Shropshire weather goes from warming to warning

By Tom Oakley | News | Published:

What a difference a year makes. It might seem that September marks the end of summer, but it isn't always that way.

Then: Matthew Robinson, nine, basks in sunshine at Quarry Park last year. Now: The Proms in the Park at Haden Hill House on Sunday.

This time last year we were basking in the glorious Shropshire sunshine, with temperatures in the mid 20s.

The Indian summer broke records in some parts of the country and was welcomed by outdoor attractions in the West Midlands for extending the summer season and bringing in much-needed extra revenue.

But, as this relatively unconvincing summer comes to an end, the same cannot be said for 2017.

Grey skies and impromptu showers grace the skies – with any hopes of topping up the tan looking bleak until next time around.

In September 2016, the region had 133 hours of sunshine throughout the month, much more than expected.

Water features in parks across the region, like Wolverhampton's Tettenhall Pool and Shrewsbury's Quarry, were alive to the sound of children.

Now those attractions are empty and unused – and are unlikely to be used in anger again until the weather perks up in the spring of 2018.

The forecast remains for it to be cool and changeable. That is bad news for outdoor events, like the weekend's Heritage Open Days in which people huddled for warmth at a Proms in the Park at Haden Hill House at the weekend.


At Weston Park, coping with the British weather is all part of the routine for staff.

Megan Haddaway, marketing and PR co-ordinator said: "With kids off school, we have found people consistently wanting to enjoy time outdoors despite the gloomy weather we’ve had near the end of this summer.

"Our highly popular Wonders of the Woodlands discovery workshops have been indoors so visitors haven’t been deterred.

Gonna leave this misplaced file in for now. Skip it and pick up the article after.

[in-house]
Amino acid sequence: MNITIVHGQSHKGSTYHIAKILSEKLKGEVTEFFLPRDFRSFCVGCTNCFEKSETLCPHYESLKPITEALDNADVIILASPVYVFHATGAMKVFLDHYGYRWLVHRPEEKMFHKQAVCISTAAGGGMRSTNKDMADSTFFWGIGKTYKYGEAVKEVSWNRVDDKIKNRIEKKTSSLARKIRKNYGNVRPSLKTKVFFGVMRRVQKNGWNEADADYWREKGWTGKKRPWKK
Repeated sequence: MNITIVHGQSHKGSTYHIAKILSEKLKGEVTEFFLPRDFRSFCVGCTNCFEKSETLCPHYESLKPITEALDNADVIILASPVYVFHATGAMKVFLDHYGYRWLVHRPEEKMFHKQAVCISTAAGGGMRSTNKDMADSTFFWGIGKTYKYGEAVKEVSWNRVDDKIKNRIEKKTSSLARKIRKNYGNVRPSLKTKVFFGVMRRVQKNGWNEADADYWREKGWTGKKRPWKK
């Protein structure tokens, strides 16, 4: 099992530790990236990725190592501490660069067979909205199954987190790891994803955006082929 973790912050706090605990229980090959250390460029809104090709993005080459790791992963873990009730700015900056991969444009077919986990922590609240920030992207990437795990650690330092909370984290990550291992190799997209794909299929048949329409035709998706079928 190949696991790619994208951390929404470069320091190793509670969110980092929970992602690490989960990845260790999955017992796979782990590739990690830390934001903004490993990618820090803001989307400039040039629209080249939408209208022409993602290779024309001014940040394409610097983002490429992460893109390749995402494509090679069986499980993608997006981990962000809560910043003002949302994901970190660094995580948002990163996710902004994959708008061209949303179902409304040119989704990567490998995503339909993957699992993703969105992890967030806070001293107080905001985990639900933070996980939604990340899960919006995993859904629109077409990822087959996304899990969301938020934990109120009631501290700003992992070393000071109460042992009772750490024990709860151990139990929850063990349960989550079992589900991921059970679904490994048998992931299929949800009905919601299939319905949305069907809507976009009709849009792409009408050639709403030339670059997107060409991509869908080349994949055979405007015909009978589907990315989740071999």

"Now we turn into autumn, our opening times have changed slightly. The schools are back so people are looking to autumn anyway. We now find visitors are still enjoying coming out for walks with the family.


"We also have fairies now hiding in the woodland – another great reason for kids to wrap up warm and get outdoors.

"We hope that people with embrace the Great British weather and continue to visit us until we close for the season at the end of October."

The disappointing end to the summer has happened because the jet streams have slipped south. That means Atlantic weather fronts are being forced across the UK, bringing with them wet and windy weather.

This week is likely to continue in the same vein, with temperatures in the day likely to be languishing at around 14C (52F) by the end of the week.

With winter just around the corner, the West Midlands has seen some remarkably low temperatures recorded in the past.

Newport has the lowest ever recorded temperature in England with -26.1C on January 10, 1982.

Tom Oakley

By Tom Oakley
Trainee Multi-Media Journalist

Express & Star reporter responsible for covering Walsall and Staffordshire. Got a story? Email or call 01902 319482.


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